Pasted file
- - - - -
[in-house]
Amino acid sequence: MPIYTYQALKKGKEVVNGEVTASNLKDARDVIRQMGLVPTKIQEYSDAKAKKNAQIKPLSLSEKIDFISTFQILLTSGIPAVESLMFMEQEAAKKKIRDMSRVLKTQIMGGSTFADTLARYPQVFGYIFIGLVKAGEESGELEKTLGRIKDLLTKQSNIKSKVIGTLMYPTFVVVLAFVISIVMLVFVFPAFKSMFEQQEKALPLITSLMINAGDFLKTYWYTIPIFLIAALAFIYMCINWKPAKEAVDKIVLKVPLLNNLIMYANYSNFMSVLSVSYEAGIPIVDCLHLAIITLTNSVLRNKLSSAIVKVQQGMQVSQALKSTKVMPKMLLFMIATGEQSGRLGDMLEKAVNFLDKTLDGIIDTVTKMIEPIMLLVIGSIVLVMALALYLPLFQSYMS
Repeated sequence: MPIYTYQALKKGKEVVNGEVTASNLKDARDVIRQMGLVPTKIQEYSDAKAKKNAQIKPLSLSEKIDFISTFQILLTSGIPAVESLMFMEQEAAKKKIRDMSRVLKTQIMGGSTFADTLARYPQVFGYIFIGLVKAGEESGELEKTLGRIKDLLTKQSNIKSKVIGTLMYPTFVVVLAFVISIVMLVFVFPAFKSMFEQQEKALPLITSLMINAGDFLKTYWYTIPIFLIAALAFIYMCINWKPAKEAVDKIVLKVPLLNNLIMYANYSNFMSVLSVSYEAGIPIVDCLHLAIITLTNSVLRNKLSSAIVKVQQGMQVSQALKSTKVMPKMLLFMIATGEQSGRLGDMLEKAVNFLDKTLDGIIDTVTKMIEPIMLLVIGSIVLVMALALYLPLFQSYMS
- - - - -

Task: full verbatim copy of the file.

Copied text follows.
[in-house]
Amino acid sequence: MPIYTYQALKKGKEVVNGEVTASNLKDARDVIRQMGLVPTKIQEYSDAKAKKNAQIKPLSLSEKIDFISTFQILLTSGIPAVESLMFMEQEAAKKKIRDMSRVLKTQIMGGSTFADTLARYPQVFGYIFIGLVKAGEESGELEKTLGRIKDLLTKQSNIKSKVIGTLMYPTFVVVLAFVISIVMLVFVFPAFKSMFEQQEKALPLITSLMINAGDFLKTYWYTIPIFLIAALAFIYMCINWKPAKEAVDKIVLKVPLLNNLIMYANYSNFMSVLSVSYEAGIPIVDCLHLAIITLTNSVLRNKLSSAIVKVQQGMQVSQALKSTKVMPKMLLFMIATGEQSGRLGDMLEKAVNFLDKTLDGIIDTVTKMIEPIMLLVIGSIVLVMALALYLPLFQSYMS
Repeated sequence: MPIYTYQALKKGKEVVNGEVTASNLKDARDVIRQMGLVPTKIQEYSDAKAKKNAQIKPLSLSEKIDFISTFQILLTSGIPAVESLMFMEQEAAKKKIRDMSRVLKTQIMGGSTFADTLARYPQVFGYIFIGLVKAGEESGELEKTLGRIKDLLTKQSNIKSKVIGTLMYPTFVVVLAFVISIVMLVFVFPAFKSMFEQQEKALPLITSLMINAGDFLKTYWYTIPIFLIAALAFIYMCINWKPAKEAVDKIVLKVPLLNNLIMYANYSNFMSVLSVSYEAGIPIVDCLHLAIITLTNSVLRNKLSSAIVKVQQGMQVSQALKSTKVMPKMLLFMIATGEQSGRLGDMLEKAVNFLDKTLDGIIDTVTKMIEPIMLLVIGSIVLVMALALYLPLFQSYMS